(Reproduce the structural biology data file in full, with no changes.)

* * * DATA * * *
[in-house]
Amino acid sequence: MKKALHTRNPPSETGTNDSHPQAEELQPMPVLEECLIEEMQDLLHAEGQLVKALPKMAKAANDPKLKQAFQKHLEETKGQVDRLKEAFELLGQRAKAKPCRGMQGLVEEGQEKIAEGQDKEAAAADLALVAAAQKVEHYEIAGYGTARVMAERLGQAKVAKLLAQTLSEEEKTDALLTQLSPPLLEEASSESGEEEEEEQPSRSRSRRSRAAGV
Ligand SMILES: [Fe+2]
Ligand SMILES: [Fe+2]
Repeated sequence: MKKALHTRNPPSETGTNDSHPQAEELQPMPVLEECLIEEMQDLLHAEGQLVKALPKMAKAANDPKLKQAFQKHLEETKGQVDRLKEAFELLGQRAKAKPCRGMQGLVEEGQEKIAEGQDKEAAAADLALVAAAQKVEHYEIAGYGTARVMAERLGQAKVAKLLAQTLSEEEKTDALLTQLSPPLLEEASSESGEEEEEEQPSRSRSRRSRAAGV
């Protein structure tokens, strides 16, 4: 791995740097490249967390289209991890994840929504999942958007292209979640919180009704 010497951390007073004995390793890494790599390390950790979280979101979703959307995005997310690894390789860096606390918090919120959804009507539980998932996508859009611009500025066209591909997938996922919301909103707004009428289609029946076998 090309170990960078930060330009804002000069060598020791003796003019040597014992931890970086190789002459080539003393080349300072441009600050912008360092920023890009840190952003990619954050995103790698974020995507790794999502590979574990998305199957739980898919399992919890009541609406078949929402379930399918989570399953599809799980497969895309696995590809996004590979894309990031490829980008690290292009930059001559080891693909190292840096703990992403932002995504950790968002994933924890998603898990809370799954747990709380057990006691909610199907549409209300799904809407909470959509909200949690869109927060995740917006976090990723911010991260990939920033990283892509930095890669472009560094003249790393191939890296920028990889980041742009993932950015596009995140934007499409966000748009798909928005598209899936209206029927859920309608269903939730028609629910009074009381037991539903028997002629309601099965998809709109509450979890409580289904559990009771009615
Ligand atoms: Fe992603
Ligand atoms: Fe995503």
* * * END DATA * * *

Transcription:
[in-house]
Amino acid sequence: MKKALHTRNPPSETGTNDSHPQAEELQPMPVLEECLIEEMQDLLHAEGQLVKALPKMAKAANDPKLKQAFQKHLEETKGQVDRLKEAFELLGQRAKAKPCRGMQGLVEEGQEKIAEGQDKEAAAADLALVAAAQKVEHYEIAGYGTARVMAERLGQAKVAKLLAQTLSEEEKTDALLTQLSPPLLEEASSESGEEEEEEQPSRSRSRRSRAAGV
Ligand SMILES: [Fe+2]
Ligand SMILES: [Fe+2]
Repeated sequence: MKKALHTRNPPSETGTNDSHPQAEELQPMPVLEECLIEEMQDLLHAEGQLVKALPKMAKAANDPKLKQAFQKHLEETKGQVDRLKEAFELLGQRAKAKPCRGMQGLVEEGQEKIAEGQDKEAAAADLALVAAAQKVEHYEIAGYGTARVMAERLGQAKVAKLLAQTLSEEEKTDALLTQLSPPLLEEASSESGEEEEEEQPSRSRSRRSRAAGV
């Protein structure tokens, strides 16, 4: 791995740097490249967390289209991890994840929504999942958007292209979640919180009704 010497951390007073004995390793890494790599390390950790979280979101979703959307995005997310690894390789860096606390918090919120959804009507539980998932996508859009611009500025066209591909997938996922919301909103707004009428289609029946076998 090309170990960078930060330009804002000069060598020791003796003019040597014992931890970086190789002459080539003393080349300072441009600050912008360092920023890009840190952003990619954050995103790698974020995507790794999502590979574990998305199957739980898919399992919890009541609406078949929402379930399918989570399953599809799980497969895309696995590809996004590979894309990031490829980008690290292009930059001559080891693909190292840096703990992403932002995504950790968002994933924890998603898990809370799954747990709380057990006691909610199907549409209300799904809407909470959509909200949690869109927060995740917006976090990723911010991260990939920033990283892509930095890669472009560094003249790393191939890296920028990889980041742009993932950015596009995140934007499409966000748009798909928005598209899936209206029927859920309608269903939730028609629910009074009381037991539903028997002629309601099965998809709109509450979890409580289904559990009771009615
Ligand atoms: Fe992603
Ligand atoms: Fe995503």